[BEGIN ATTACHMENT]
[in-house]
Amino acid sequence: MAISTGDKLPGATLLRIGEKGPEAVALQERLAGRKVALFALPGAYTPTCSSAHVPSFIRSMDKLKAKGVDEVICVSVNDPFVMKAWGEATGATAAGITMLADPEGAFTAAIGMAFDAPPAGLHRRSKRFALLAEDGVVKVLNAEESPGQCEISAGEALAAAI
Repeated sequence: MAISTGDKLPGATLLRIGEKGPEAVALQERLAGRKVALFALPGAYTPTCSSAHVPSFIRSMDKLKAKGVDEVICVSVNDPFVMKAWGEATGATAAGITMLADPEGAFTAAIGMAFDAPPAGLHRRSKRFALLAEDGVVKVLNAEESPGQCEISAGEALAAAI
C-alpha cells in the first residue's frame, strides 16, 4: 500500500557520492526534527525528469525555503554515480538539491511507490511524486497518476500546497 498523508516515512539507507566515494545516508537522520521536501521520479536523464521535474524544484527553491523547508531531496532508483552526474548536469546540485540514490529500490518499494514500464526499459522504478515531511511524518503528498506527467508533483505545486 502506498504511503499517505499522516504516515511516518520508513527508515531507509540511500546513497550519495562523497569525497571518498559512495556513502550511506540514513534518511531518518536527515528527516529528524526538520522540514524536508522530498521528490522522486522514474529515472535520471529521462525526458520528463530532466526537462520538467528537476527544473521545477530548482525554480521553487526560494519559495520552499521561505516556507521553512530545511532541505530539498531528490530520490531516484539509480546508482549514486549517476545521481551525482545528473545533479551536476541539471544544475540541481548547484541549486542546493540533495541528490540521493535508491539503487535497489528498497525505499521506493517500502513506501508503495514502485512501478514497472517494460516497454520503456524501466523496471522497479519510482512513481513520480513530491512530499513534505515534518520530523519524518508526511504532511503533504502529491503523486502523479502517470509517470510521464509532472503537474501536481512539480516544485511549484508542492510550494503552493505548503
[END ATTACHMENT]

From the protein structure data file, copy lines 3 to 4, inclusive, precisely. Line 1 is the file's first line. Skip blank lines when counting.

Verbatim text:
Repeated sequence: MAISTGDKLPGATLLRIGEKGPEAVALQERLAGRKVALFALPGAYTPTCSSAHVPSFIRSMDKLKAKGVDEVICVSVNDPFVMKAWGEATGATAAGITMLADPEGAFTAAIGMAFDAPPAGLHRRSKRFALLAEDGVVKVLNAEESPGQCEISAGEALAAAI
C-alpha cells in the first residue's frame, strides 16, 4: 500500500557520492526534527525528469525555503554515480538539491511507490511524486497518476500546497 498523508516515512539507507566515494545516508537522520521536501521520479536523464521535474524544484527553491523547508531531496532508483552526474548536469546540485540514490529500490518499494514500464526499459522504478515531511511524518503528498506527467508533483505545486 502506498504511503499517505499522516504516515511516518520508513527508515531507509540511500546513497550519495562523497569525497571518498559512495556513502550511506540514513534518511531518518536527515528527516529528524526538520522540514524536508522530498521528490522522486522514474529515472535520471529521462525526458520528463530532466526537462520538467528537476527544473521545477530548482525554480521553487526560494519559495520552499521561505516556507521553512530545511532541505530539498531528490530520490531516484539509480546508482549514486549517476545521481551525482545528473545533479551536476541539471544544475540541481548547484541549486542546493540533495541528490540521493535508491539503487535497489528498497525505499521506493517500502513506501508503495514502485512501478514497472517494460516497454520503456524501466523496471522497479519510482512513481513520480513530491512530499513534505515534518520530523519524518508526511504532511503533504502529491503523486502523479502517470509517470510521464509532472503537474501536481512539480516544485511549484508542492510550494503552493505548503